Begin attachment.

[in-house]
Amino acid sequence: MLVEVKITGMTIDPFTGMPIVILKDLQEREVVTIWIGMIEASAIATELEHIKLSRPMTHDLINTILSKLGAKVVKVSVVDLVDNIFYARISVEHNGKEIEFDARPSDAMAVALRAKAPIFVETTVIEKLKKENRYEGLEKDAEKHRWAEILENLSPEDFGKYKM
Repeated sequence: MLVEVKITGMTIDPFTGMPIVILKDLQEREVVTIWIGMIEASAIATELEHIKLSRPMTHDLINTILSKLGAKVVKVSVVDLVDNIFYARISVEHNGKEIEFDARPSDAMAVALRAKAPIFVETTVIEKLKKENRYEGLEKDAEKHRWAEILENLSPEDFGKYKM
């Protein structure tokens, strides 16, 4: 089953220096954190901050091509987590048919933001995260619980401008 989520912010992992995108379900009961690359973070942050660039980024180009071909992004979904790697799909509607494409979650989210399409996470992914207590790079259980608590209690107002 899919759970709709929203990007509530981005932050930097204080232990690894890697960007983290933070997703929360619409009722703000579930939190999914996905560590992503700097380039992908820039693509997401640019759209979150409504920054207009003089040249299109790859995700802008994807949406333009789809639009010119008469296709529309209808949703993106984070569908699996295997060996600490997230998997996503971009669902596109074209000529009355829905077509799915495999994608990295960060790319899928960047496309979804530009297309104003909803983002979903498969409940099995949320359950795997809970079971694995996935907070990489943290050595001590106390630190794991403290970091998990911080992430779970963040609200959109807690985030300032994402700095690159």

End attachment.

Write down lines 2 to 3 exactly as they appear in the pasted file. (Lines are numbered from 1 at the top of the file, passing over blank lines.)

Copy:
Amino acid sequence: MLVEVKITGMTIDPFTGMPIVILKDLQEREVVTIWIGMIEASAIATELEHIKLSRPMTHDLINTILSKLGAKVVKVSVVDLVDNIFYARISVEHNGKEIEFDARPSDAMAVALRAKAPIFVETTVIEKLKKENRYEGLEKDAEKHRWAEILENLSPEDFGKYKM
Repeated sequence: MLVEVKITGMTIDPFTGMPIVILKDLQEREVVTIWIGMIEASAIATELEHIKLSRPMTHDLINTILSKLGAKVVKVSVVDLVDNIFYARISVEHNGKEIEFDARPSDAMAVALRAKAPIFVETTVIEKLKKENRYEGLEKDAEKHRWAEILENLSPEDFGKYKM